10:53 AM EST, November 26, 2012
Despite a booming first weekend of holiday sales, the stock market opened on a down note this morning because of a warning from White House economists about the fiscal cliff.
The National Economic Council and the Council of Economic Advisers say a sudden increase in taxes for middle-income taxpayers could reduce consumer spending next year by nearly $200 billion.
Northern Indiana Congressman Joe Donnelly is leaving today to head back to Washington.
The next five weeks for the fiscal cliff debate are critical. If an agreement can't be reached before the end of the year, automatic tax increases and spending cuts start to kick in.
Donnelly will join the Senate at the end of the year. He told WSBT he thinks there is reason for optimism.
“This is the moment,” he said. “This is the moment to grow our economy, to significantly reduce our long-term debts, and to create more jobs. Our businesses right now have more cash waiting to be invested than at any time in history.
When asked if he would vote to raise taxes, Congressman Donnelly says he will vote for an agreement that balances out both revenues and spending cuts.
He thinks the framework of a deal could be reached before the end of the year, but a three month extension might be needed to hammer out the final details.
Right now Congress and Obama have until the end of the year to avoid across the board tax increases that would do away with rates set during the administration of President George W. Bush and restore higher tax rates in place during President Bill Clinton's administration when the economy was robust and the federal government had a budget surplus.
Many middle income taxpayers also would be exposed to automatic tax increases under the Alternative Minimum Tax, which is designed to guarantee a certain level of tax payment by wealthier taxpayers.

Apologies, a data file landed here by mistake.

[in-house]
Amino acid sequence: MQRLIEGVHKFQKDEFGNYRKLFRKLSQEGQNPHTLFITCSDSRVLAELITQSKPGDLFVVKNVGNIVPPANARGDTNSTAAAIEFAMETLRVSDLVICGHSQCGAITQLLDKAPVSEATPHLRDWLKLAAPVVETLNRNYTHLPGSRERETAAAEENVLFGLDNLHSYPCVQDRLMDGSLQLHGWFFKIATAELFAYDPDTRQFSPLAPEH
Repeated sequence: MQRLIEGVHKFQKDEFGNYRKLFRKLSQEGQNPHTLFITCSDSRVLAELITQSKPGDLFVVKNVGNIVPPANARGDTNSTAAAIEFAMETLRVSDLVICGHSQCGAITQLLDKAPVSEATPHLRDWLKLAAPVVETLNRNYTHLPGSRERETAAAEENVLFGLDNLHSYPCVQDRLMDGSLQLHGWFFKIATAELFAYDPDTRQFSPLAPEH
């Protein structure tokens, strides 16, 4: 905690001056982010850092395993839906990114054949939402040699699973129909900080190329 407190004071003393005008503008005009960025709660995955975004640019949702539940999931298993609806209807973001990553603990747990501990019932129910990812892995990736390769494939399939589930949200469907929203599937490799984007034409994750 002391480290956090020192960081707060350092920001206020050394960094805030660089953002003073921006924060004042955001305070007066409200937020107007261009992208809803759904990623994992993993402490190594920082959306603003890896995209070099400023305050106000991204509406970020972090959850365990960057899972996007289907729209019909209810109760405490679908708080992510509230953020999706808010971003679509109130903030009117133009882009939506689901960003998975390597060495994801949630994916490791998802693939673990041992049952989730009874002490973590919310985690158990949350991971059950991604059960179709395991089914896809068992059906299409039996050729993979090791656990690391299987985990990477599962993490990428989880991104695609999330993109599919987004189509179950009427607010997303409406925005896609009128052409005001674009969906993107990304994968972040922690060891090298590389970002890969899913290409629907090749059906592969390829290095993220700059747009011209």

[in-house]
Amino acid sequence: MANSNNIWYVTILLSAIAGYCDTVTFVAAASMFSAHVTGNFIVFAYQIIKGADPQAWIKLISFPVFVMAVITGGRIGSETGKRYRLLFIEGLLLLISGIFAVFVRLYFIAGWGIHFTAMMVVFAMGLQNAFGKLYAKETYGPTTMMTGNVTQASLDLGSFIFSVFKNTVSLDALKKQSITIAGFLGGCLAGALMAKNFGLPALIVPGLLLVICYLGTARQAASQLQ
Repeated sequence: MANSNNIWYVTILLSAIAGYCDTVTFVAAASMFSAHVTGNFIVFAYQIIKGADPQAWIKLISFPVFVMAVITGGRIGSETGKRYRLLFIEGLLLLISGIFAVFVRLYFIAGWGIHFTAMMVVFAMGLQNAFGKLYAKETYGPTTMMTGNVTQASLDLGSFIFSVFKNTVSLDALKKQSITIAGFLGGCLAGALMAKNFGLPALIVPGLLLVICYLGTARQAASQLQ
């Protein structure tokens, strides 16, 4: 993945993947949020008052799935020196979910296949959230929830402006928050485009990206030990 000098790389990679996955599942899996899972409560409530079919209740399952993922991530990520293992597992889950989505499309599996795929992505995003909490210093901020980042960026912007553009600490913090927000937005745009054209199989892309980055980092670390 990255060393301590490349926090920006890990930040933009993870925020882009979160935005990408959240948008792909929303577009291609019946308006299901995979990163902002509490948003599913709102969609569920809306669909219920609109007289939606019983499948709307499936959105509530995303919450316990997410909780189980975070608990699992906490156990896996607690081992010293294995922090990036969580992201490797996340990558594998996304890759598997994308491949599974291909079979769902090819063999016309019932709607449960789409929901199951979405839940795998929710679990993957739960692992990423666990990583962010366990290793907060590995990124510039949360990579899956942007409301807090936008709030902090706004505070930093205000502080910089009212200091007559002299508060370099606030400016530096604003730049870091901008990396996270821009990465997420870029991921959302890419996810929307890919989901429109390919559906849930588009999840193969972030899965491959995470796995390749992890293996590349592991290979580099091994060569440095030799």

According to the White House report, a married couple earning between $50,000 and $85,000 with two children would see a $2,200 increase in their taxes.
Obama wants the Bush-era tax rates to remain at their current level for households earning less than $250,000. He is calling on Congress to increase taxes for families earning more than that threshold.
Obama's plan is part of an overall deficit reduction package that would increase tax revenue by about $1.5 trillion and reduce spending by a similar amount over 10 years.
Congressional Republicans, led by House Speaker John Boehner of Ohio, have said they are open to including discussions about additional revenue but have balked at any plan that raises tax rates on the wealthy. They argue that the higher rates would also hit some small businesses, stifling economic growth.
House Majority Leader Eric Cantor said Monday the urgency of finding solutions intensifies as the end of the year approaches.
"If we don't do anything, on Jan. 1, 2013, there's a lot more people paying a lot more," the Virginia Republican said on MSNBC.
Cantor said the rapidly approaching deadline accounts for the more serious tone to the debate, but also reaffirmed the GOP's opposition to raising tax rates for the wealthy. "We've got to have the president step up and say, here's my position on how we reform these entitlements and start managing down the deficits," he said.
"What should be on the table is a recipe to fix the problem and not give away growth," Cantor said, when asked whether Republicans would agree to have increases in tax rates considered.
"We were re-elected to fix the problems, get the economy going again," he said. "Well, the president got re-elected and we know at the end of the year taxes are going to go up on everybody, rich and poor alike," if no action is taken to avert the hikes.
JIM KUHNHENN, Associated Press, contributed to this report
Copyright © 2013, WSBT-TV